Golang has rapidly taken the position as one of the top languages to build microservices. The language was created a decade ago by Google and offers many of the benefits of C/C++, but Go makes many changes to improve brevity, simplicity, and safety.
Simply stated, Go does practically everything well. The code is easy to understand but also incredibly efficient computationally. A new developer can pick it up rather quickly. It is a statically typed and compiled language that manages concurrency efficiently.
Go is mostly noted for its unique location on the continuum of developer experience while also being incredibly fast. The code writes almost like a scripting language, allowing developers to rapidly build services. However, its type inference also provides visibility into the code that we would expect from more verbose languages, as well as the same safety. Go has been optimized by Google to be incredibly efficient with memory and blazing fast.
Given the many benefits of Go, it is not surprising it has been rapidly adopted. Its speed makes it a great choice for web servers, and it is simple enough to quickly spin up micro-services. It handles networking very well, and Go also does a good job as a language for systems. Some practical implementations of Go are:
Go may be the perfect language to add to your developer toolbox. Its ability to do so many things well means that it will always be in the conversation as a tool to use for any job.
This list would not be complete without including Rust. For the fourth straight year, it was ranked as the #1 most loved programming language in 2019 according to StackOverflow.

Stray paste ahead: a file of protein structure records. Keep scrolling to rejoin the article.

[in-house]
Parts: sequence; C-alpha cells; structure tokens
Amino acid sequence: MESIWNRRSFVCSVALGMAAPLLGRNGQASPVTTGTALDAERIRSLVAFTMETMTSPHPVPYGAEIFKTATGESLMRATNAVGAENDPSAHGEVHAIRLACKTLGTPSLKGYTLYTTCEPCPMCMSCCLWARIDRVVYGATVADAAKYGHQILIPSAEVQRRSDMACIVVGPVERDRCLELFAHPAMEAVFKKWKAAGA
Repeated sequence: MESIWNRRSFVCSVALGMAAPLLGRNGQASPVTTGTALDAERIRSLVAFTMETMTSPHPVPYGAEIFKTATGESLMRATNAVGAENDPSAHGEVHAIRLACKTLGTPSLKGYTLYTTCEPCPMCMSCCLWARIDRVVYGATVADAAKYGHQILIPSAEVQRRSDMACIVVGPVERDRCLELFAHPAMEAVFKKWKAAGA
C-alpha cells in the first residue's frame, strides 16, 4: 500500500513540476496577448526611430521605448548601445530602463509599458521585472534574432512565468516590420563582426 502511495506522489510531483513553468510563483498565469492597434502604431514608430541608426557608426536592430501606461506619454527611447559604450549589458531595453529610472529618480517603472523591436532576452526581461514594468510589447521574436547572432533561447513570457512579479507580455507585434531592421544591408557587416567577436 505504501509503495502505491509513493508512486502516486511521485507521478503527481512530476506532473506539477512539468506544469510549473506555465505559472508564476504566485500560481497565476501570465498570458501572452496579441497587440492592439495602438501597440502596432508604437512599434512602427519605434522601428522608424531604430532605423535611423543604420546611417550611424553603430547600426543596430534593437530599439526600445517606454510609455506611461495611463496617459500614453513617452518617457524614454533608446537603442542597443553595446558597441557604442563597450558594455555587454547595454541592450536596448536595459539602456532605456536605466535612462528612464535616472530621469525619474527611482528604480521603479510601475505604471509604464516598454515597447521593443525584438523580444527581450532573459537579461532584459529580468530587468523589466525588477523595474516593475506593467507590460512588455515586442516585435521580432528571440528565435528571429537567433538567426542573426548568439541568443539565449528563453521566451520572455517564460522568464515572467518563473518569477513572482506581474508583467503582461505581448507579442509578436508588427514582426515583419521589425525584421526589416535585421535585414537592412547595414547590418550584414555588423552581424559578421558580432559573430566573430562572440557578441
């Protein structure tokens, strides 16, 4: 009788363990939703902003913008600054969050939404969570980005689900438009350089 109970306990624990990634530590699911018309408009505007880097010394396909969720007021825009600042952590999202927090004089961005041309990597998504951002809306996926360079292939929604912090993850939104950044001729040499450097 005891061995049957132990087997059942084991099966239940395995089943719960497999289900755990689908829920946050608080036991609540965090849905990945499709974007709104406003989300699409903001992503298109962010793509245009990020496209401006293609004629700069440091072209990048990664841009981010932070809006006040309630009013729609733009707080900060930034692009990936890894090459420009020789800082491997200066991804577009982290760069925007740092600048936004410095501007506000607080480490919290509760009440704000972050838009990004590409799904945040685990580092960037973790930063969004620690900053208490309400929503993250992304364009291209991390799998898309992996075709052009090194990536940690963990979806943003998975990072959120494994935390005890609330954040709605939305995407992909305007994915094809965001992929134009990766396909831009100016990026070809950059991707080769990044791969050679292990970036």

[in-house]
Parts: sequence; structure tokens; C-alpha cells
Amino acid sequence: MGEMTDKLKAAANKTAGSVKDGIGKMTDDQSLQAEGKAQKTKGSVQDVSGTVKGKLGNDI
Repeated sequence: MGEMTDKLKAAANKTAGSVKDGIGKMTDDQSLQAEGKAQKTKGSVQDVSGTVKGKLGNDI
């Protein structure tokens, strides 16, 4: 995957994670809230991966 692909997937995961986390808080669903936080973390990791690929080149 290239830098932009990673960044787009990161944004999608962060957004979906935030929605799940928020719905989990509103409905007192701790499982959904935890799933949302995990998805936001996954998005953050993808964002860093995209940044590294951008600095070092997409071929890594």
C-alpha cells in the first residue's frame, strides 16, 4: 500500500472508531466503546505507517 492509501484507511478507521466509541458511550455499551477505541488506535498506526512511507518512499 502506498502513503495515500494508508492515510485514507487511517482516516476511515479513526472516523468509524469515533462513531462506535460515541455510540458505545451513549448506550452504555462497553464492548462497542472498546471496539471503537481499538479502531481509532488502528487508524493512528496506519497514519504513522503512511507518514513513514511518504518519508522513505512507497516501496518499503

Rust is primarily used as a systems programming language but has recognized growth beyond this area. There are more tutorials popping up to use Rust as a web server, and it is one of the languages that can compile into WebAssembly.
Share the love and check out why so many people are turning to Rust.
With the rise of popularity and adoption for functional programming, a list of the top languages would not be complete without including at least one. You would not go wrong with Elixir, Scala, or Clojure — all three languages have a high average salary, similar usage, and developer adoption.
Since I need to pick one, my personal experience and anecdotal evidence lead me to recommend Elixir. It is a newer language and appears to be growing rapidly. One story to depict the capabilities of Elixir is the article from the popular chat app Discord where they explain how they scaled to 5M concurrent users by utilizing Elixir.
Ultimately, if you want to learn functional programming, pick one of Elixir, Scala, or Clojure, and you can’t go wrong.
While it is not quite the same as the other languages on our list (and some may argue that it does not belong here), understanding SQL is very important. Almost every single tech company will have some data storage, and by far the most popular method still is a SQL implementation. Understanding data storage and retrieval can only serve to make you a better software developer. If you are a front end engineer that has never looked into where your data comes from, do yourself a favor and gain an understanding of SQL.